You’ll also be able to use the search terms report to find poorly performing search terms. By adding these keywords as negatives or separating them out into different ad groups where you can more tightly manage their bids, you can improve the quality score of the keywords in the ad group.
While expanding your keywords, you’ll run into longer tail search terms by using BMM and phrase match keywords. The longer tail a search term is, the more specific it is. This means if you find a long-tail search that converts well, it can be used to create a long-tail keyword that’s highly specific to search terms. This specificity leads us to drive a lower cost-per-click.
Keyword Discovery Tool
The keyword discovery tool is another great way to find cheap keywords. The keywords Google suggests in the discovery tool will oftentimes have a cheaper suggested bid than the current keywords that you’re targeting. You can add these to your campaigns in order to generate cheaper CPCs, while always keeping an eye on them to ensure that they’re actually generating revenue, not just clicks and a low cost-per-click.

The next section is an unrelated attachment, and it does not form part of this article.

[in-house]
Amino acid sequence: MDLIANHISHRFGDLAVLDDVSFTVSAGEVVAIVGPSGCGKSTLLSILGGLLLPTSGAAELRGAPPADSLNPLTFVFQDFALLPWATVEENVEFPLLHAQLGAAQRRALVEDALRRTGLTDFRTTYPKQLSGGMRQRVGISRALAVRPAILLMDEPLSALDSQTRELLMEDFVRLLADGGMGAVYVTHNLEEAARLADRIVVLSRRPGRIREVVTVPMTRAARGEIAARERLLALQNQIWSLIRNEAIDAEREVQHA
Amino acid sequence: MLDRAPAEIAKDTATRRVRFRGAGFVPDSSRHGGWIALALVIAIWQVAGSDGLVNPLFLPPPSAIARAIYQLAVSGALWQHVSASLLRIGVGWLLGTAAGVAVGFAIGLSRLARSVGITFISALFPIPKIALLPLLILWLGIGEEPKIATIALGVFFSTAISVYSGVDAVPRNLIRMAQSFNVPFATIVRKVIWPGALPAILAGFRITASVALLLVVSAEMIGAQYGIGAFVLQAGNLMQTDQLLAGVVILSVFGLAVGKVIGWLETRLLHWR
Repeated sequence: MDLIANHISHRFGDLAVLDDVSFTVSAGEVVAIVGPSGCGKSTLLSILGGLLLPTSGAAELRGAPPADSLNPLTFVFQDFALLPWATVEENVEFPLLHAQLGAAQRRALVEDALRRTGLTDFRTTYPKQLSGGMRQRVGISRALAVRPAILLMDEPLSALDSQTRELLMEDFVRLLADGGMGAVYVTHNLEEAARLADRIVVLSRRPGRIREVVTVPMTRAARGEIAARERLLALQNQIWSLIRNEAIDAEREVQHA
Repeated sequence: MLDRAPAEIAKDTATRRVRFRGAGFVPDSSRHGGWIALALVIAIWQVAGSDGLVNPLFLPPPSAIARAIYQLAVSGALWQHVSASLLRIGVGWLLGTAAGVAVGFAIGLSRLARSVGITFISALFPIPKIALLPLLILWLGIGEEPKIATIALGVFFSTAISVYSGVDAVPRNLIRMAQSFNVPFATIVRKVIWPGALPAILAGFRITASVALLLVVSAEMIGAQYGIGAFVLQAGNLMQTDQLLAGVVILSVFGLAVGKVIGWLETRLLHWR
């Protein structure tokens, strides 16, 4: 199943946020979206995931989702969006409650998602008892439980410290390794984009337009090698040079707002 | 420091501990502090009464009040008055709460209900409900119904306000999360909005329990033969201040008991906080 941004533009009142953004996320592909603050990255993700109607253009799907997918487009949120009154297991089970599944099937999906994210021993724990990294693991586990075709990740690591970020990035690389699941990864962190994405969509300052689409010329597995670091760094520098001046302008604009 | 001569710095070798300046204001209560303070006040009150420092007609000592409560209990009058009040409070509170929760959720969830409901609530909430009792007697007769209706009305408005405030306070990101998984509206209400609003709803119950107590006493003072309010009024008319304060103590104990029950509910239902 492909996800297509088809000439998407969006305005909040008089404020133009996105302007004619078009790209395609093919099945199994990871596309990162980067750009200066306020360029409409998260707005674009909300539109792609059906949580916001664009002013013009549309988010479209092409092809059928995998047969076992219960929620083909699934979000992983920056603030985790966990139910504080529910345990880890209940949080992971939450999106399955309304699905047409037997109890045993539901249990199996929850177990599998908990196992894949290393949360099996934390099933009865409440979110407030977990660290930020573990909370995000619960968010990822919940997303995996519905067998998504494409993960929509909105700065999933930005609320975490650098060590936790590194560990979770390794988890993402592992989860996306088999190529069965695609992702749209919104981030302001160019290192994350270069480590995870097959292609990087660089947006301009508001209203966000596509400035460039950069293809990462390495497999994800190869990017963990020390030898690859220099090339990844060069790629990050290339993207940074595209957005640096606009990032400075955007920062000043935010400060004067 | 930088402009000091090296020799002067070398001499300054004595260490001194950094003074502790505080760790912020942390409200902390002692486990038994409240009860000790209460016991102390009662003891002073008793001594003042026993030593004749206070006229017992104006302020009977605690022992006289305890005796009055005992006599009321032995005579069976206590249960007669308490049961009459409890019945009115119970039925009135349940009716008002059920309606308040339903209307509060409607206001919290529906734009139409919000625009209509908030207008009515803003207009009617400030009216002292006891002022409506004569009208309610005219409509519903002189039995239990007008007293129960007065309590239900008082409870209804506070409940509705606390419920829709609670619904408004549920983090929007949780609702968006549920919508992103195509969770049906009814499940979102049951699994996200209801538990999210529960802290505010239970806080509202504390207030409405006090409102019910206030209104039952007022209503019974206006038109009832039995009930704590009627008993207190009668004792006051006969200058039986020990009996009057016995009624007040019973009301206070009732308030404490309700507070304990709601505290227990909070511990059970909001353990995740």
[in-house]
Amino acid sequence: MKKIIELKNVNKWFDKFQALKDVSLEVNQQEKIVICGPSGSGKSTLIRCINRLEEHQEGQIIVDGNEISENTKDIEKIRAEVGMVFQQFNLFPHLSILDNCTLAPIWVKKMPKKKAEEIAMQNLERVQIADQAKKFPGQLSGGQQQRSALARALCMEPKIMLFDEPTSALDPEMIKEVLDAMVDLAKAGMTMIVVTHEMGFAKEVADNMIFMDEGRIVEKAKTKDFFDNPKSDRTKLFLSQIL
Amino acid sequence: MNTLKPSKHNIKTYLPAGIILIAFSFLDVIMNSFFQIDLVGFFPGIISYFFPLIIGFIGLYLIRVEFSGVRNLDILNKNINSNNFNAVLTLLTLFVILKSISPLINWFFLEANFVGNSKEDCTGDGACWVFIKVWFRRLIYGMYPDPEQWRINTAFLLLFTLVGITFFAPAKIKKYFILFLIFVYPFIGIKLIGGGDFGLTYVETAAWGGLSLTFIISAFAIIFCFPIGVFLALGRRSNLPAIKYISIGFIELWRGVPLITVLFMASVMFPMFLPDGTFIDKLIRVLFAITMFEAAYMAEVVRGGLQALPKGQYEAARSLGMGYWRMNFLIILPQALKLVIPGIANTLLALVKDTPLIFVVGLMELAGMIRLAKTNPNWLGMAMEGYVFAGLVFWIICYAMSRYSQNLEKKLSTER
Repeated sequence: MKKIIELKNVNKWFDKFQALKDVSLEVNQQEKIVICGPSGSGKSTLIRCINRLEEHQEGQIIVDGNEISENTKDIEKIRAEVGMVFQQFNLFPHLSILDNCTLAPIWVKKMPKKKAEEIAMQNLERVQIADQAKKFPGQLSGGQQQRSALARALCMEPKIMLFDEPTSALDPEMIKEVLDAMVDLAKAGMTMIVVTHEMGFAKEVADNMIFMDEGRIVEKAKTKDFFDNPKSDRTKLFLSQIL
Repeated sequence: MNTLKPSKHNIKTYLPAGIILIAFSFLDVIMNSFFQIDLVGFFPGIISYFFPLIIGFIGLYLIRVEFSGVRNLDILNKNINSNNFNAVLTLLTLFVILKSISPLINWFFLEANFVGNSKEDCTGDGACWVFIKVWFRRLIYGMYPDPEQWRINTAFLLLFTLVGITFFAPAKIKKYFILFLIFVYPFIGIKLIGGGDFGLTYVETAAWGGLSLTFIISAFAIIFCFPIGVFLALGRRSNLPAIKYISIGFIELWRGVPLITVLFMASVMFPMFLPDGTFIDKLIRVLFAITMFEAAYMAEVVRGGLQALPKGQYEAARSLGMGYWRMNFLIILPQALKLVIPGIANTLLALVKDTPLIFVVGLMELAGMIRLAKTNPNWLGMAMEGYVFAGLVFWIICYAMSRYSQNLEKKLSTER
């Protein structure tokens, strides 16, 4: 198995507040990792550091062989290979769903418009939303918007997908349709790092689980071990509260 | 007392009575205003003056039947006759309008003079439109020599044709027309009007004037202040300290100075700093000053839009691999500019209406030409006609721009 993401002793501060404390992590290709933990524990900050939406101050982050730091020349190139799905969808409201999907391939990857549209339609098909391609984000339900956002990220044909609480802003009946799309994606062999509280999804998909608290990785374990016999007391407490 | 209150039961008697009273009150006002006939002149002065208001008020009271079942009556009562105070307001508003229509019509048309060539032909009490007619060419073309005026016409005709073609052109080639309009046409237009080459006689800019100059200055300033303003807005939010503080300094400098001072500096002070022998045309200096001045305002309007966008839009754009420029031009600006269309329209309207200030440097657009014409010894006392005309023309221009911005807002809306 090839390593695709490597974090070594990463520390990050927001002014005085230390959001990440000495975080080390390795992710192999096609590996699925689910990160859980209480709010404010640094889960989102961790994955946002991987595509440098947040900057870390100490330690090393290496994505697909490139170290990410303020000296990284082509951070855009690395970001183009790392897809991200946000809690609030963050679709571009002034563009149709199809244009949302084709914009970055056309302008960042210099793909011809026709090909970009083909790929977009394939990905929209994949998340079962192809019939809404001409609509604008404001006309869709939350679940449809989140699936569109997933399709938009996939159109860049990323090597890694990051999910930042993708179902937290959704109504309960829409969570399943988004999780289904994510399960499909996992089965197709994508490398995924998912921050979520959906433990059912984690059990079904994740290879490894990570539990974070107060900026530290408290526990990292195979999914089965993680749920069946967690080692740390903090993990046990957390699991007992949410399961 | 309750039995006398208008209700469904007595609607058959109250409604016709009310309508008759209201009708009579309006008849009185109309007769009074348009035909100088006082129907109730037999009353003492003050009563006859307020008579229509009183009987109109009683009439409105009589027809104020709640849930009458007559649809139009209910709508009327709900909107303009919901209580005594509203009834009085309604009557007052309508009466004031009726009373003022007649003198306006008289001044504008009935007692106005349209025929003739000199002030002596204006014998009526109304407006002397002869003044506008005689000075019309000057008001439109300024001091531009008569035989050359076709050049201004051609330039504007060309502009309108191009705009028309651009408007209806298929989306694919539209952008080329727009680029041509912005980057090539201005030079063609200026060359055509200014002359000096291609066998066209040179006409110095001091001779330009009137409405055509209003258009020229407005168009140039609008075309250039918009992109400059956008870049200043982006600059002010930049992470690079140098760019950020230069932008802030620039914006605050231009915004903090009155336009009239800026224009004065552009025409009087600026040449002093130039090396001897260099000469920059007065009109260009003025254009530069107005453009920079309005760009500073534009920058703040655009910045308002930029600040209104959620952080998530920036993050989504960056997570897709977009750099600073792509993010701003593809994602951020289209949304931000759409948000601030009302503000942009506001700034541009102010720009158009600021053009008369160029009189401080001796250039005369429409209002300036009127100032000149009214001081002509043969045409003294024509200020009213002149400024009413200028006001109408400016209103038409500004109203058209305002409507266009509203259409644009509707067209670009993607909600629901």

Keyword Bid Management
This has been sprinkled throughout the last few sections, but managing your keyword bids is of the utmost importance. The more you keep a careful eye on your keywords, the more you can weed out expensive keywords that aren’t driving results. It’s easier to do this if you organize your account to better know what keywords are in what ad group, so that you can see from a higher level where your CPCs are being driven up.
Speaking of granularity and tightly managing bids, are you ready to hear how your favorite KlientBoost topic can help?